The Day of the Jackal
The Jackal. A tall, blond Englishman with opaque, gray eyes. A killer at the top of his profession. A man unknown to any secret service in the world. An assassin with a contract to kill the world’s most heavily guarded man.
One man with a rifle who can change the course of history. One man whose mission is so secretive not even his employers know his name. And as the minutes count down to the final act of execution, it seems that there is no power on earth that can stop the Jackal.
Barnes and Noble
Frederick Forsyth’s classic contribution to the thriller genre is The Day of the Jackal, an electrifying story about a man who is known only as the Jackal, the world’s most dangerous, enigmatic, and elusive assassin. The Jackal has a new and extremely dangerous contract: to kill Charles de Gaulle, the world’s most heavily guarded man. Definitely among the all-time greats.
The Richard Gere/Bruce Willis bomb was destined for a quick exit from the big screen, which is too bad since this is an exemplary sampler of up-to-the-minute electronica. Norman Cook (ex-Housemartins/Beats International) reemerges here as Fatboy Slim, neatly sampling The Who’s “I Can’t Explain” for lead track “Going Out of My Head.” And tracks by Prodigy, Bush, Moby, Lunatic Calm, and Black Grape’s pro-pot anthem “Get Higher” (which craftily subverts a comment by Ronald Reagan) keep the pace jumping. —Jeff Bateman
With its high-intensity plot about an attempt to assassinate French President Charles de Gaulle, the bestselling novel by Frederick Forsyth was a prime candidate for screen adaptation. Director Fred Zinnemann brought his veteran skills to bear on what has become a timeless classic of screen suspense. Not to be confused with the later remake The Jackal starring Bruce Willis (which shamelessly embraced all the bombast that Zinnemann so wisely avoided), this 1973 thriller opts for lethal elegance and low-key tenacity in the form of the Jackal, the suave…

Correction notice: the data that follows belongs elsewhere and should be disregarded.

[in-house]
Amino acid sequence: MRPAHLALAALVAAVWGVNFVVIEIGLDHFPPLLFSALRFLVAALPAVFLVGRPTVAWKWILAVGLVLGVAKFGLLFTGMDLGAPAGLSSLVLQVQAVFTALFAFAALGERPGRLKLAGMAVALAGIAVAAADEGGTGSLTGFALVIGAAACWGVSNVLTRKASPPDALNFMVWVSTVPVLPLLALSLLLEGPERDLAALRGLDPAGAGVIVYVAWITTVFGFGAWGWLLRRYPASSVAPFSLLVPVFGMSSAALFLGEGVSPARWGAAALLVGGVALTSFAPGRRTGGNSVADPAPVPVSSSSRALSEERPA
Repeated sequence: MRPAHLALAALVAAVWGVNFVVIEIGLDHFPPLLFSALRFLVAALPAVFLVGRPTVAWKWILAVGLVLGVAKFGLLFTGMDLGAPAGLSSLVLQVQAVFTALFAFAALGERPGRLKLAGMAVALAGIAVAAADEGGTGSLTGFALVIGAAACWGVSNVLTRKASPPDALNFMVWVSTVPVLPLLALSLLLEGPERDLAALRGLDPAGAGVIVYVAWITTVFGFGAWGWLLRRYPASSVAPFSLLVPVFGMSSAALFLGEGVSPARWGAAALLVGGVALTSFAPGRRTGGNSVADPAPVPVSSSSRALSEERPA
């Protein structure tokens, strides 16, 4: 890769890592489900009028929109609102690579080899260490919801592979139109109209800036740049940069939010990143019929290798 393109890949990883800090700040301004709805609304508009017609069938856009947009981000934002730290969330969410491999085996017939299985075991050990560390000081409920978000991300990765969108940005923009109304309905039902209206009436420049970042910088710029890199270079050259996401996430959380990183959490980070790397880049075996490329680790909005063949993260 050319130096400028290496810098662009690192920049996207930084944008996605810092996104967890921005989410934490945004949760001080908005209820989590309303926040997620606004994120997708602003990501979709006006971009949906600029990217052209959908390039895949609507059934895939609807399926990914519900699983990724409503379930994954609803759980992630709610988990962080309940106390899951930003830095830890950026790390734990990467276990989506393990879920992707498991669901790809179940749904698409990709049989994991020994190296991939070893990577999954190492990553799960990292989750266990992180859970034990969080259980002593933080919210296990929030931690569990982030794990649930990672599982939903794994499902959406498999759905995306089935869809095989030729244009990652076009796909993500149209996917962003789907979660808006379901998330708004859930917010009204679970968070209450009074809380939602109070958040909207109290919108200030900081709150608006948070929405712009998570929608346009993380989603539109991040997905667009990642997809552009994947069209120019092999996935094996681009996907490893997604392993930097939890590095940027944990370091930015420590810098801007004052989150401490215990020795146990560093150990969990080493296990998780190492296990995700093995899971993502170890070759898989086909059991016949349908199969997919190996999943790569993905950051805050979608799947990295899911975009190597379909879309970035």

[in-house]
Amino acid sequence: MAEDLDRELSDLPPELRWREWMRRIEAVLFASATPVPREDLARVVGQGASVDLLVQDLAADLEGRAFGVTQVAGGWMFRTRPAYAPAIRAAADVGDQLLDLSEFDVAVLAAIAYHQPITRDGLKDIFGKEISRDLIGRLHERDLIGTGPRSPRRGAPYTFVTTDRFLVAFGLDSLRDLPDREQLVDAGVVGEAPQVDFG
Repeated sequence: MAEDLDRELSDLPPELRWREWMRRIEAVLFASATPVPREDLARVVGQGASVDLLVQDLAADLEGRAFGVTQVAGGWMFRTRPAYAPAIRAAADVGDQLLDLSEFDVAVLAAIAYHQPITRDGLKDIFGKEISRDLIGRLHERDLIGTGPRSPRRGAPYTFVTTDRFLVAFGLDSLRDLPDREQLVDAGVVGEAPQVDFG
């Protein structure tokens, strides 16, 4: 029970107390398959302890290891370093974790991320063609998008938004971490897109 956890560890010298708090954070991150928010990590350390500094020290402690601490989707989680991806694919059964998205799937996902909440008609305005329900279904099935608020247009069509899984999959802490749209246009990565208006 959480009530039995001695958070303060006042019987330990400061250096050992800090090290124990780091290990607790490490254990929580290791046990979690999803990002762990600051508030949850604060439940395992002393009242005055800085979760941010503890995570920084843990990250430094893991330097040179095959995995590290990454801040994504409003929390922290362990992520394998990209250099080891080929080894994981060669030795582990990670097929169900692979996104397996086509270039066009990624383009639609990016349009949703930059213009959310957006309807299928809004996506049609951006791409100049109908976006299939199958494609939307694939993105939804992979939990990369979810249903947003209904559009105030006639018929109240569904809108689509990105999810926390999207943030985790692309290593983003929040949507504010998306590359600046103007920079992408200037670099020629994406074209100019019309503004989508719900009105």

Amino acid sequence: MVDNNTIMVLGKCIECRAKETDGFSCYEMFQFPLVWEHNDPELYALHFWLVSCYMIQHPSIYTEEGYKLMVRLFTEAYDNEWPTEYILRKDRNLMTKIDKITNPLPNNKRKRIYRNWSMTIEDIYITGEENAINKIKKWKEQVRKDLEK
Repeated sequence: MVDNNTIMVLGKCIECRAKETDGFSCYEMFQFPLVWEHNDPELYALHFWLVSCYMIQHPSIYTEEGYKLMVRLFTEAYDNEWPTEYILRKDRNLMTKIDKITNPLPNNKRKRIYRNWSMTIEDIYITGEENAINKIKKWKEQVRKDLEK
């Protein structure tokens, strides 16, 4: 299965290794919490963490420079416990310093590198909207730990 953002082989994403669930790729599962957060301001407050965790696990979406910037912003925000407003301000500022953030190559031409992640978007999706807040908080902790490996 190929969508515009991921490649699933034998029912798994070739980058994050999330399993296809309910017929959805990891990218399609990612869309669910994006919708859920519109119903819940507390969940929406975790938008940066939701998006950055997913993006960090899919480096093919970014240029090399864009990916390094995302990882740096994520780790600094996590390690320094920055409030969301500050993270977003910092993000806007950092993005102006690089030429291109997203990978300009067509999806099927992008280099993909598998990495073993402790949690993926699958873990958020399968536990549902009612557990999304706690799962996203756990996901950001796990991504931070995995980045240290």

The best way to enjoy this 1997 thriller is to forget the much better film that inspired it (1973’s The Day of the Jackal) and get whatever kicks you can from this heavy-metal remake. It’s not bad as hokey thrillers go, but all of the original film’s suspenseful finesse has been traded in (not traded up) for bigger, bolder action and nonsensical plotting. It’s as if Hollywood had forgotten to create excitement without resorting to overblown action and heavy hardware, but there’s ample compensation in the casting of Bruce Willis and Richard Gere. Willis is…